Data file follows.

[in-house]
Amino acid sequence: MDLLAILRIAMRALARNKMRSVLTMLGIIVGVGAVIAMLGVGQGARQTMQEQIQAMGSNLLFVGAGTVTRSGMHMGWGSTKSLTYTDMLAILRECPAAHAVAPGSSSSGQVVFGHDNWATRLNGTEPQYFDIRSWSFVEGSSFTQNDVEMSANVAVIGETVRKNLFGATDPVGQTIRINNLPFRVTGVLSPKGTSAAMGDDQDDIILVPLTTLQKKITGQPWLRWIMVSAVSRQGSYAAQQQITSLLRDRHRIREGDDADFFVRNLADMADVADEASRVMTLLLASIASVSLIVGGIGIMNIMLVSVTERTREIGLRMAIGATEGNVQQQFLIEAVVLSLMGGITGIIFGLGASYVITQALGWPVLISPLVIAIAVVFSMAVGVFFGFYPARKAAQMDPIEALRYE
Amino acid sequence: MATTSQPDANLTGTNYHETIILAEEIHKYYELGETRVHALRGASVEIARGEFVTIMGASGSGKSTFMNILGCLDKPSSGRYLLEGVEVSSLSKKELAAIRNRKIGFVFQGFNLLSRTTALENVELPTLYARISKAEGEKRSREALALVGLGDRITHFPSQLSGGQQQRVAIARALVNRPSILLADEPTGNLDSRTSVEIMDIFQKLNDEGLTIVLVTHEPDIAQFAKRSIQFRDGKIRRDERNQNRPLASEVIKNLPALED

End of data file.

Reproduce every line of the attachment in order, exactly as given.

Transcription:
[in-house]
Amino acid sequence: MDLLAILRIAMRALARNKMRSVLTMLGIIVGVGAVIAMLGVGQGARQTMQEQIQAMGSNLLFVGAGTVTRSGMHMGWGSTKSLTYTDMLAILRECPAAHAVAPGSSSSGQVVFGHDNWATRLNGTEPQYFDIRSWSFVEGSSFTQNDVEMSANVAVIGETVRKNLFGATDPVGQTIRINNLPFRVTGVLSPKGTSAAMGDDQDDIILVPLTTLQKKITGQPWLRWIMVSAVSRQGSYAAQQQITSLLRDRHRIREGDDADFFVRNLADMADVADEASRVMTLLLASIASVSLIVGGIGIMNIMLVSVTERTREIGLRMAIGATEGNVQQQFLIEAVVLSLMGGITGIIFGLGASYVITQALGWPVLISPLVIAIAVVFSMAVGVFFGFYPARKAAQMDPIEALRYE
Amino acid sequence: MATTSQPDANLTGTNYHETIILAEEIHKYYELGETRVHALRGASVEIARGEFVTIMGASGSGKSTFMNILGCLDKPSSGRYLLEGVEVSSLSKKELAAIRNRKIGFVFQGFNLLSRTTALENVELPTLYARISKAEGEKRSREALALVGLGDRITHFPSQLSGGQQQRVAIARALVNRPSILLADEPTGNLDSRTSVEIMDIFQKLNDEGLTIVLVTHEPDIAQFAKRSIQFRDGKIRRDERNQNRPLASEVIKNLPALED